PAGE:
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DuraLabel's Weekly Safety News

Blog Author Angelique Sanders

Weekly safety news. Stay in touch with regulations from OSHA, NFPA, and other safety codes. Find out about other companies' best and worst practices. We scour the internet to provide you with helpful training resources and the latest safety information.


Monday, February 10, 2014

Safety News Briefs - OSHA Fine Increased

A regular news feature summarizing workplace safety related news.

We scan newspapers, magazines and the internet for safety news that isn't being reported elsewhere. The following are links to safety-related news and articles that came out during the past week. If you have safety news, or safety tips, send them to: duralabelpro@gmail.com.


Chemical Industry Rebuffs CSB Chair’s Criticism

Should the principles behind "inherently safer technology" be mandated for the chemical industry? On their web site the American Chemical Society defines "inherently safer industrial technologies" this way:

"While many industrial processes and sectors use various definitions of this term, collectively, they capture a group of processes and technologies that improve safety by greatly reducing or eliminating hazards through a permanent and inseparable element of the process. Thus, safety is built into the process, not added on, and hazards are reduced or eliminated, not simply controlled."

In an editorial in the NY Times Rafael Moure-Eraso (chair of the US Chemical Safety Board), called for tougher regulations to be applied to the chemical industry.  Cal Dooley, the head of the American Chemistry Council (ACC), wrote an editorial in response in which he rejected the CSB call for regulations that mandate the principles behind "inherently safer technology".

An article in TCE Today reports:

"'Inherently safer approaches are already considered by companies,' Dooley wrote. 'But mandating them is impractical and would create a regulatory requirement that has been recognized by one official of the Environmental Protection Agency as monumentally difficult.'"

Read the full article here.


Utah Supreme Court Rejects Utah OSHA's Multi-Employer Citation Policy

The Courthouse News Service reports that:

"Utah employers are responsible only for the workplace safety of their own employees, not those of subcontractors, the state Supreme Court ruled."

OSHA's Directive CPL 2-1.124 states that in addition to the employer who is responsible for the hazard, and the employer who is responsible for correcting the hazard, and the employer who exposed workers to the hazard, the controlling employer may be cited. The controlling employer is defined as:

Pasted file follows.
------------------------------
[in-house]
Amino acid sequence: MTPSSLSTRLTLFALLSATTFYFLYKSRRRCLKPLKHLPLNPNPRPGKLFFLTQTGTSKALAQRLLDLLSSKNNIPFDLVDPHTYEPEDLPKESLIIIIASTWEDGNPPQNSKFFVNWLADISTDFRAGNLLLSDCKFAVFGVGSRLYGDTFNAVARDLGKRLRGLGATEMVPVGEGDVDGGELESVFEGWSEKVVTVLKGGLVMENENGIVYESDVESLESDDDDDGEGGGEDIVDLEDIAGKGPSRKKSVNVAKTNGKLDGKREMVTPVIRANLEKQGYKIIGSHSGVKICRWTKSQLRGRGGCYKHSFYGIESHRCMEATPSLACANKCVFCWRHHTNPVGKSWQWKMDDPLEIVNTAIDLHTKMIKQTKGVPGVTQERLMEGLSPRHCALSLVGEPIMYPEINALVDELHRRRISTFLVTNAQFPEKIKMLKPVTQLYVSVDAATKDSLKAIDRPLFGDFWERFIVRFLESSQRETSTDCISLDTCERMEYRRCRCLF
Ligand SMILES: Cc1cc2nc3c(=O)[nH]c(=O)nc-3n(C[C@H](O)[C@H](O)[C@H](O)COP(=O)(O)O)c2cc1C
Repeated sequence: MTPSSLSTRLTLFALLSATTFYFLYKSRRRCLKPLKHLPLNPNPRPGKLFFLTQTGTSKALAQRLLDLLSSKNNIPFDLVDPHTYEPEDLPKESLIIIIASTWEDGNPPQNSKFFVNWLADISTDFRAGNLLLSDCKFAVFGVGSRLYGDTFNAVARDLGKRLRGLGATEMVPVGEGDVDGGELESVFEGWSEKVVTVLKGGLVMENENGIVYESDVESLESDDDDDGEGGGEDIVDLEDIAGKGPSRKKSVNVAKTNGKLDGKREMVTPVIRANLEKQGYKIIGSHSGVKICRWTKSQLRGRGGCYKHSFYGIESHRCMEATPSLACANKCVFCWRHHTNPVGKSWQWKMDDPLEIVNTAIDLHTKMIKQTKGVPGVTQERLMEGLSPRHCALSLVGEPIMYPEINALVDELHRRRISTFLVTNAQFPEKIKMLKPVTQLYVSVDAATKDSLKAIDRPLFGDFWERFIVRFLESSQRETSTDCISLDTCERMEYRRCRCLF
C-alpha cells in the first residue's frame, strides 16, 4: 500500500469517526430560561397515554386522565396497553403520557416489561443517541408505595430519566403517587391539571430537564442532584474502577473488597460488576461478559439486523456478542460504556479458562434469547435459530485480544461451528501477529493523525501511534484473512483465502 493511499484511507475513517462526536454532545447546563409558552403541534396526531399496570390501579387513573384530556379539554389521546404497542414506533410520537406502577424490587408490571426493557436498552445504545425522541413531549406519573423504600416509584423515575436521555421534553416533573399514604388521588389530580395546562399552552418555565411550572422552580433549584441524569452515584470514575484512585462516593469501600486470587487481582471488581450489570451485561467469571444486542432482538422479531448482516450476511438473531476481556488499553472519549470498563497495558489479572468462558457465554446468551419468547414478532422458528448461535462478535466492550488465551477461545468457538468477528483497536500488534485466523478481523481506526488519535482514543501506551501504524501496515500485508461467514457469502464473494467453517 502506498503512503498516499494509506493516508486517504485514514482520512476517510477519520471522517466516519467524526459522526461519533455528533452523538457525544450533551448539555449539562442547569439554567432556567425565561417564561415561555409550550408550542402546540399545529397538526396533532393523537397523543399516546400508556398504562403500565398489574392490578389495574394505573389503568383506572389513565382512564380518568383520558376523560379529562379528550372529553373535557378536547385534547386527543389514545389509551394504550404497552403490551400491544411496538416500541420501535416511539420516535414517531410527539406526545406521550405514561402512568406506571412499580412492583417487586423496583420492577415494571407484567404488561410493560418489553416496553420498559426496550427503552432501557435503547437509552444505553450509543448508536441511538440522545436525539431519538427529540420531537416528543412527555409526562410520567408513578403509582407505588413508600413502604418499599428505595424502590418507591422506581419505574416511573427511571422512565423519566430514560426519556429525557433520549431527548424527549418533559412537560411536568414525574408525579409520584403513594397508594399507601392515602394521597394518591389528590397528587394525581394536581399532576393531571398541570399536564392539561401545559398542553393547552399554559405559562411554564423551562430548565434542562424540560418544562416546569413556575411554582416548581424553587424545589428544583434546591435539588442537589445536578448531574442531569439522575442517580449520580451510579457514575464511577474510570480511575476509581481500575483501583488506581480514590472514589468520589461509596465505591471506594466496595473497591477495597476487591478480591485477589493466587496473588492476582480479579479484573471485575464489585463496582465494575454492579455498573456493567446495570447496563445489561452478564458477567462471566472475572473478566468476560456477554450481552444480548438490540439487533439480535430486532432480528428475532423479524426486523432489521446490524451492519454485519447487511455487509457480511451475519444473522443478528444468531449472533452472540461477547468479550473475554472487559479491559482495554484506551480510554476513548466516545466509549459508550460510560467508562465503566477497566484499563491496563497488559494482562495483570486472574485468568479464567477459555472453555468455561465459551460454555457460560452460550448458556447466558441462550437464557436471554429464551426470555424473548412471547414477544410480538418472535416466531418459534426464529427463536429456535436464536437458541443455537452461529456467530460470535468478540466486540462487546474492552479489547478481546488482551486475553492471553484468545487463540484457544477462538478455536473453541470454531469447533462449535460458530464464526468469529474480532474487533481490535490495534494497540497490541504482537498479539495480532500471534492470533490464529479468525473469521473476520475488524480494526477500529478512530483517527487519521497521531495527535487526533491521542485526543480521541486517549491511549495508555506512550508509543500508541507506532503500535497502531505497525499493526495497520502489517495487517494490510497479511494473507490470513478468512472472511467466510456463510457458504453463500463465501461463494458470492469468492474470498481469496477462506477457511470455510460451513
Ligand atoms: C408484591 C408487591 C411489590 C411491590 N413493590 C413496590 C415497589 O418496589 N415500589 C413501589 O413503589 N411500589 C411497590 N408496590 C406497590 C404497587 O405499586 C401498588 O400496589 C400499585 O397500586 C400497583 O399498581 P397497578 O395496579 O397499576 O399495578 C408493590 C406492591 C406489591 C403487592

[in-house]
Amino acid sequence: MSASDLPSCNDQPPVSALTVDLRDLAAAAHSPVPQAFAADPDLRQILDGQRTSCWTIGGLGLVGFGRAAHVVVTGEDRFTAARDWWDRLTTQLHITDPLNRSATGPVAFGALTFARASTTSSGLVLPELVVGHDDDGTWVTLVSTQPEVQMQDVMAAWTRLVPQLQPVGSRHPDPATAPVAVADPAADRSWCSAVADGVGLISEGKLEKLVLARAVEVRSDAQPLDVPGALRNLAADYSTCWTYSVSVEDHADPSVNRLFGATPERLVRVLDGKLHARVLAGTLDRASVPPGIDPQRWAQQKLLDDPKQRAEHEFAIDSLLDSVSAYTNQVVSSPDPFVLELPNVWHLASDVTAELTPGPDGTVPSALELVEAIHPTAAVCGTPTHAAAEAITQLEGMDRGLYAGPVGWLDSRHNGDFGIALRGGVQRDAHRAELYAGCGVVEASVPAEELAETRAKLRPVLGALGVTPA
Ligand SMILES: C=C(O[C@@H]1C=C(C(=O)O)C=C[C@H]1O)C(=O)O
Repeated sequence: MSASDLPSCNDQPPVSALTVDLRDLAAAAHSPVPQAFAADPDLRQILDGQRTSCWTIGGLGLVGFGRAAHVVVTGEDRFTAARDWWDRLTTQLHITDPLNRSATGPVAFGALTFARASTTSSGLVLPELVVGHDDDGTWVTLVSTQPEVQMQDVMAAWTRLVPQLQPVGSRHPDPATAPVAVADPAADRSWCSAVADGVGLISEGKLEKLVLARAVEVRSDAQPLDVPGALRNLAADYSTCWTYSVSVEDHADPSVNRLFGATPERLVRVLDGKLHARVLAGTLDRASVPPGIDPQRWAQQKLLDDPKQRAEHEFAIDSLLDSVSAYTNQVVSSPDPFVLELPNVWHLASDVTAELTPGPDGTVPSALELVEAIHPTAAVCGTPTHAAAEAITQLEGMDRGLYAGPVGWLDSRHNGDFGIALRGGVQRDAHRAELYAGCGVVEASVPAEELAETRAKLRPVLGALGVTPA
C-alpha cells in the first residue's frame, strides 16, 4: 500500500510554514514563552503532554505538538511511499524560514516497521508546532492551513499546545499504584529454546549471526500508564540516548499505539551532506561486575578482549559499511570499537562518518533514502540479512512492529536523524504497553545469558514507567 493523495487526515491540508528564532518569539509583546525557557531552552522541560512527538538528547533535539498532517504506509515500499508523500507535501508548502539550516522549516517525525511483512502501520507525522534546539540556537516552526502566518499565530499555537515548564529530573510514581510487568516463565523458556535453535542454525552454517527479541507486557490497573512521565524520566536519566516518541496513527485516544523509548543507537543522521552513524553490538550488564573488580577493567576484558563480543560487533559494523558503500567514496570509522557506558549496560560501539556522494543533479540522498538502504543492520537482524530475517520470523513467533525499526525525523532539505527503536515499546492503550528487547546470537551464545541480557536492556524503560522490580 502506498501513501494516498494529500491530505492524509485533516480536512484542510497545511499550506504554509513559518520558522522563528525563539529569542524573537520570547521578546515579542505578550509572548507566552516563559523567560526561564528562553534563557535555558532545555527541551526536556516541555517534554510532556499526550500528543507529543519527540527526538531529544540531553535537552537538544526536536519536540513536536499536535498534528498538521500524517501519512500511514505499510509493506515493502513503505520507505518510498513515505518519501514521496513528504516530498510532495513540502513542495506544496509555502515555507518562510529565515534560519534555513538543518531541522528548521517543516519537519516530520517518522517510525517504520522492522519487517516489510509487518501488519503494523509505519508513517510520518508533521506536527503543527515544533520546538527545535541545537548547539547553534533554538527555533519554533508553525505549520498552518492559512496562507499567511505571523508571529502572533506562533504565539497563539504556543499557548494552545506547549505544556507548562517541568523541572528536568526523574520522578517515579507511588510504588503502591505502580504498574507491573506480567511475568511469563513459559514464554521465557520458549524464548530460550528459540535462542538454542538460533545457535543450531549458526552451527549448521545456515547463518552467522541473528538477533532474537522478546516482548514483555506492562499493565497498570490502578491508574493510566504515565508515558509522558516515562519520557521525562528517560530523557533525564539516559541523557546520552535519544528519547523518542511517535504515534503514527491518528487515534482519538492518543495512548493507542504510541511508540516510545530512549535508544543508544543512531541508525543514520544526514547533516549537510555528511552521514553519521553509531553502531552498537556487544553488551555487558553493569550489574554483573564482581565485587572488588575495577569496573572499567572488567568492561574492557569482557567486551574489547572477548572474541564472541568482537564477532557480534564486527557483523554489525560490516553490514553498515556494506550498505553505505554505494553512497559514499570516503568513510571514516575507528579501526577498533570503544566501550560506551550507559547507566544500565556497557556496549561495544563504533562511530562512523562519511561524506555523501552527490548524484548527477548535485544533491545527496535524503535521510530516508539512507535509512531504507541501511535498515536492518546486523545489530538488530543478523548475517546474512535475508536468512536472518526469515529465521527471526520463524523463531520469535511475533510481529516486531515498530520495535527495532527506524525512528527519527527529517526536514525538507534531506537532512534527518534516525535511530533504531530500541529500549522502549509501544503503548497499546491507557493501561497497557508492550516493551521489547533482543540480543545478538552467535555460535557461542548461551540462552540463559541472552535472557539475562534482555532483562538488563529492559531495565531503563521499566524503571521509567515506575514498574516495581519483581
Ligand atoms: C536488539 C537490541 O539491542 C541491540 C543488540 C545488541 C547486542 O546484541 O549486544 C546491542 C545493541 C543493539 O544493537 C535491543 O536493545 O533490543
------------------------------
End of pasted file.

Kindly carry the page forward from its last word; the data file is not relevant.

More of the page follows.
"An employer who has general supervisory authority over the worksite, including the power to correct safety and health violations itself or require others to correct them. Control can be established by contract or, in the absence of explicit contractual provisions, by the exercise of control in practice."

The Utah Supreme Court ruling applies in Utah only. Utah operates its own safety program that is not a part of the national OSHA.

Read the story in Courthouse News Service.


Occupational Safety and Health Review Commission Increases OSHA Fine

In most cases, upon review, OSHA fines are reduced.  In a recent decision an administrative law judge (ALJ) of the Occupational Safety and Health Review Commission (OSHRC) increased an OSHA fine.

In a post in April 2012 I reported that MVP Piping had been cited by OSHA with proposed fines of $45,000.  Following an initial hearing, Administrative Law Judge Sharon D. Calhoun affirmed the citations but assessed a $1,000 penalty for the serious citation and a $7,000 penalty for the willful citation.  This was a reduction in the total fine from $45,000 to $8,000.

OSHA then claimed that the reduction in the penalty was not appropriate. In the recently announced decision the $7,000 willful citation was increased to $22,000. The decision stated:

"Our consideration of the remaining penalty factors support assessing a penalty near the statutory minimum. As to history, the assistant area director testified only that MVP had not been inspected by OSHA within the past five years. The record also reflects that MVP has fewer than 25 employees, but establishes that MVP’s foreman abdicated his safety responsibilities by relying on the acquiescence of the third-party engineering company to his “safety plan.”

"The foreman also acted improperly in relying on his employees to tell him if they felt safe enough to be in the excavation without cave-in protection, a fact which the judge failed to take into account."


"Based on all of the evidence in the record and having considered the statutory penalty factors, we find that $22,000 is an appropriate penalty for this willful citation."

You can read the decision here.


Related past posts:
Safety News Briefs - What To Expect From OSHA In 2014
Safety News Briefs - Can An Employee Sue Their Supervisor
Safety New Briefs - Never Assume Compliance With OSHA Standards

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